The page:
Although ovarian cancer may occur at any age, it is more common in women older than 50-60 years of age. India has the world’s second-highest ovarian cancer incidence. Since the 1980s, there has been a growing drift of ovarian cancer in our country. Medicircle is conducting an exclusive series featuring eminent oncologists and specialists so that people can get direct and more reliable information from them.
Dr. Sarika Gupta is associated as a Senior Consultant Gynaecology Oncology and Robotic Gynaecology at Indraprastha Apollo Hospital. She has accomplished her gynecologic oncology and robotic surgery training from the reputed Florida Cancer Institute, Orlando, Florida, (USA). She was awarded a diploma in Minimally Access Surgery in gynecology. She has also achieved advanced urogynecologist learning from Cologne, Germany, and Crestwood medical center, Huntsville, Alabama (USA). She has many publications in national, international journals and book chapters to her credit. She is an excellent speaker & she has been invited as faculty to multiple national and international conferences. She has herself organized many such highly appreciated academic events. She is skilled in robotic surgery & laparoscopic procedures for the treatment of all gynecologic cancers like cervix, uterus, vulvar, vaginal, and ovarian cancer.
Non-cancerous ovarian cysts are more common than the cancerous one
Dr. Sarika explains, “Ovaries is that part of the female reproductive system where eggs develop and get released every month. Ovarian cysts are either partially or completely fluid-filled sacs in the ovaries. It can be benign, which means they are non-cancerous but they can be cancerous too. Benign or Non-cancerous cysts are more common. It may be noted that it is normal to have some amount of fluid in the sacs of the ovaries for those women who are in the childbearing year and are having menstruation. But when the cysts or tumors become solid or bigger then it is a matter of concern,” says Dr. Sarika.
No significant connection between infertility drugs and ovarian cancer
Dr. Sarika informs, “Some small studies have highlighted the fact that women who are experiencing infertility and going through fertility treatments are prone to ovarian cancer. However, many other studies show no such risk. It might be that women experiencing infertility might be at risk of ovarian cancer due to other reasons. So, we cannot conclude on the fact that women taking infertility drugs are prone to ovarian cancer. Rather women undergoing infertility treatment are prone to cancer of the uterus.”
Obesity and age have an impact on ovarian cancer occurrence rate but there are exceptions too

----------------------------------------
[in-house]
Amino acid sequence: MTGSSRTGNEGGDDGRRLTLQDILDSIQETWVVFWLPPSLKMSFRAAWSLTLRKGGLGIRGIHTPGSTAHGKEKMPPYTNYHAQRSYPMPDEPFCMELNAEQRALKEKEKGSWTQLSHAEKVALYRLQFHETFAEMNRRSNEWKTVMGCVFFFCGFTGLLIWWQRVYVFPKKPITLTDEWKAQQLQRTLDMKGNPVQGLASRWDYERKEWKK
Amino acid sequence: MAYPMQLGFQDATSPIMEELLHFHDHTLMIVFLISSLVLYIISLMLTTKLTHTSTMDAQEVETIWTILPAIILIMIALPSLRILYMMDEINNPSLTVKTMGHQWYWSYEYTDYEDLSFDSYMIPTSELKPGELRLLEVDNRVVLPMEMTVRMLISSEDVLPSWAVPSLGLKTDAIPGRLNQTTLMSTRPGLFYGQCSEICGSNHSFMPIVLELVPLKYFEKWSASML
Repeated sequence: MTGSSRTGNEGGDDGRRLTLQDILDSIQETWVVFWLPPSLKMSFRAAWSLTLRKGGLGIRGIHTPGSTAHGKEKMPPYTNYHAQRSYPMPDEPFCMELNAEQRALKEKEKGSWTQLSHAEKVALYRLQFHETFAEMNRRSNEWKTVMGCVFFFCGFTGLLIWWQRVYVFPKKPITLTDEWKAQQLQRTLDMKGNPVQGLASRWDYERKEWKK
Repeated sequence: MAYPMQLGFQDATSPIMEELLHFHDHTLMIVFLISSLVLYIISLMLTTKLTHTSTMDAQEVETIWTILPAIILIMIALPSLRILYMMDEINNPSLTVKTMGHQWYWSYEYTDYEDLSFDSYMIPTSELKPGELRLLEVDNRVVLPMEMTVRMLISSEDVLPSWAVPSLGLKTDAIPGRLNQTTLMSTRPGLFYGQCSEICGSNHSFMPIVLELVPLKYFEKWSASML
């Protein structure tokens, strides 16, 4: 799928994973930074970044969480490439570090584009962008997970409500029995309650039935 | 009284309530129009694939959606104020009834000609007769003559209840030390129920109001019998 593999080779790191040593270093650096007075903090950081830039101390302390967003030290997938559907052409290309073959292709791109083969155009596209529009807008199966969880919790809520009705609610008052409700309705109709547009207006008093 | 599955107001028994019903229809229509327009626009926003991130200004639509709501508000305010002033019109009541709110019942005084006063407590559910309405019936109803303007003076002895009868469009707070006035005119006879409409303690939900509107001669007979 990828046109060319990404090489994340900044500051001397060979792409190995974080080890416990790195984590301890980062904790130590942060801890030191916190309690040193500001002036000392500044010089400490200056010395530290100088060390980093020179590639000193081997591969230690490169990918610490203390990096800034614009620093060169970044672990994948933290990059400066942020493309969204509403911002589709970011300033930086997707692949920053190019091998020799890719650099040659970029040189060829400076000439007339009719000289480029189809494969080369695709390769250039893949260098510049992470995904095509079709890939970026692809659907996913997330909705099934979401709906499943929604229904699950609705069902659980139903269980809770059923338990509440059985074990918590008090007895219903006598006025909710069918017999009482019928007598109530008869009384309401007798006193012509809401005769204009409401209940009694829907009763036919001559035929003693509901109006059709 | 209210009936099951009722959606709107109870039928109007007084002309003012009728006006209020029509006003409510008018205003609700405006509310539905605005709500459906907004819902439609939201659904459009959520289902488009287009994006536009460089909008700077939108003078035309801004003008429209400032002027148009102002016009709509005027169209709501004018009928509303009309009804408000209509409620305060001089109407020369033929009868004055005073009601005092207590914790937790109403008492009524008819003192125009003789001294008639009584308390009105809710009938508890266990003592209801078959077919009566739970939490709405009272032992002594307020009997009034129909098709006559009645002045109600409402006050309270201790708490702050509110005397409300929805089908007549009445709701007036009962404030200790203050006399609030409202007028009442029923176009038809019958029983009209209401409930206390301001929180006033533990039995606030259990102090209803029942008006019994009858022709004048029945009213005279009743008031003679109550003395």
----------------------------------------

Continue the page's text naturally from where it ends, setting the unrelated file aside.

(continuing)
Dr. Sarika emphasizes, “Obesity is a risk factor for not just ovarian cancer but all kinds of cancers. If we specifically talk of women, they have the risk of breast, uterus, and ovarian cancer with obesity. As far as age is concerned, women above 55 are more prone to ovarian cancer but many young girls can also be affected by a rare form of it. Treatment for them is different from that of women of higher age group.”
Ovarian cancer approaches a woman silently but awareness and alertness is important
Dr. Sarika says, “Family history has a connection to the breast as well as ovary cancer. In genetic testing of a woman, if it is found that ovarian cancer has occurred due to hereditary reasons, then such women should let other women in their family know about it so that they can get the appropriate screenings done on time as a precautionary measure.
If through a genetic test, it’s found that a woman could be prone to ovarian cancer then after her family is complete and there are plans of no more babies, then as a preventive measure, ovaries can be removed in those cases.”
Dr. Sarika further mentions, “Other than this, control of obesity, avoidance of carcinogenic products like preservative-laden foods and general awareness amongst women is important. Through screening, the risk of ovarian cancer can be ascertained sometimes. Hence, women can go for annual ultrasounds particularly those who are 45 and above. However, science has still not come out with a 100% accurate screening option in regard to ovarian cancer, hence sometimes the cases can remain unnoticed even in regular screenings unlike cancer like cervix cancer where screenings, etc. have definitive results in detection of the problem.
The symptoms are also very normal like an increase in weight, abdominal distension, difficulty in digesting food, nausea, vomiting, etc. But if these symptoms persist for a long period like one month, then immediately consulting a doctor is important,” advises Dr. Sarika.
(Edited by Amrita Priya)